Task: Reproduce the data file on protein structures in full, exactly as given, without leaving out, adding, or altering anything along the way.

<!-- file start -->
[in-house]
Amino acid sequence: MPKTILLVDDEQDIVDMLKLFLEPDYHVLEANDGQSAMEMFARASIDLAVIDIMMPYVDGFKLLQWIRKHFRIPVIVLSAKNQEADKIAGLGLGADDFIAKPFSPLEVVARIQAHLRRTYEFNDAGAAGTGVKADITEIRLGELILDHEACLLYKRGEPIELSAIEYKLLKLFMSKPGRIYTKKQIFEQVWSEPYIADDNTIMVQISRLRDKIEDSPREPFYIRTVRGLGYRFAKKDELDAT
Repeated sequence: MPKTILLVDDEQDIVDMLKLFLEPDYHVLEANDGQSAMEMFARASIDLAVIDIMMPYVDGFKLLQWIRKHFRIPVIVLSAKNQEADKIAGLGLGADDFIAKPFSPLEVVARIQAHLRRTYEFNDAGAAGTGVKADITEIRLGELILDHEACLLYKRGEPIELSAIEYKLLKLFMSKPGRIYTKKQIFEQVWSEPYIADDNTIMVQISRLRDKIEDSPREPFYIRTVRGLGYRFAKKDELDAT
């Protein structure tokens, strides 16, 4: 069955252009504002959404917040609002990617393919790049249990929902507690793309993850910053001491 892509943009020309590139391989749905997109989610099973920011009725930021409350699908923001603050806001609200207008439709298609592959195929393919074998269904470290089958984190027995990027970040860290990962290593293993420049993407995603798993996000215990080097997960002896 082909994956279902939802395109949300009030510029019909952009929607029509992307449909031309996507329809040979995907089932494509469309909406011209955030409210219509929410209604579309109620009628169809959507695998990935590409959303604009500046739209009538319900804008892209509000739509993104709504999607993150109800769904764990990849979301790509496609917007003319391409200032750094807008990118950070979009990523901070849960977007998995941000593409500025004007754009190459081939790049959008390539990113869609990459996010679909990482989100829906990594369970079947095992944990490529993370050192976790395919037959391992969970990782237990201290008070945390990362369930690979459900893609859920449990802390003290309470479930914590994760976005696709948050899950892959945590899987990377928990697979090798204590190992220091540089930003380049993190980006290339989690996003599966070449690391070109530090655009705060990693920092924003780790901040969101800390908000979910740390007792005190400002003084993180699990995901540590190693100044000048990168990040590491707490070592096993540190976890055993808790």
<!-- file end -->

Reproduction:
[in-house]
Amino acid sequence: MPKTILLVDDEQDIVDMLKLFLEPDYHVLEANDGQSAMEMFARASIDLAVIDIMMPYVDGFKLLQWIRKHFRIPVIVLSAKNQEADKIAGLGLGADDFIAKPFSPLEVVARIQAHLRRTYEFNDAGAAGTGVKADITEIRLGELILDHEACLLYKRGEPIELSAIEYKLLKLFMSKPGRIYTKKQIFEQVWSEPYIADDNTIMVQISRLRDKIEDSPREPFYIRTVRGLGYRFAKKDELDAT
Repeated sequence: MPKTILLVDDEQDIVDMLKLFLEPDYHVLEANDGQSAMEMFARASIDLAVIDIMMPYVDGFKLLQWIRKHFRIPVIVLSAKNQEADKIAGLGLGADDFIAKPFSPLEVVARIQAHLRRTYEFNDAGAAGTGVKADITEIRLGELILDHEACLLYKRGEPIELSAIEYKLLKLFMSKPGRIYTKKQIFEQVWSEPYIADDNTIMVQISRLRDKIEDSPREPFYIRTVRGLGYRFAKKDELDAT
């Protein structure tokens, strides 16, 4: 069955252009504002959404917040609002990617393919790049249990929902507690793309993850910053001491 892509943009020309590139391989749905997109989610099973920011009725930021409350699908923001603050806001609200207008439709298609592959195929393919074998269904470290089958984190027995990027970040860290990962290593293993420049993407995603798993996000215990080097997960002896 082909994956279902939802395109949300009030510029019909952009929607029509992307449909031309996507329809040979995907089932494509469309909406011209955030409210219509929410209604579309109620009628169809959507695998990935590409959303604009500046739209009538319900804008892209509000739509993104709504999607993150109800769904764990990849979301790509496609917007003319391409200032750094807008990118950070979009990523901070849960977007998995941000593409500025004007754009190459081939790049959008390539990113869609990459996010679909990482989100829906990594369970079947095992944990490529993370050192976790395919037959391992969970990782237990201290008070945390990362369930690979459900893609859920449990802390003290309470479930914590994760976005696709948050899950892959945590899987990377928990697979090798204590190992220091540089930003380049993190980006290339989690996003599966070449690391070109530090655009705060990693920092924003780790901040969101800390908000979910740390007792005190400002003084993180699990995901540590190693100044000048990168990040590491707490070592096993540190976890055993808790």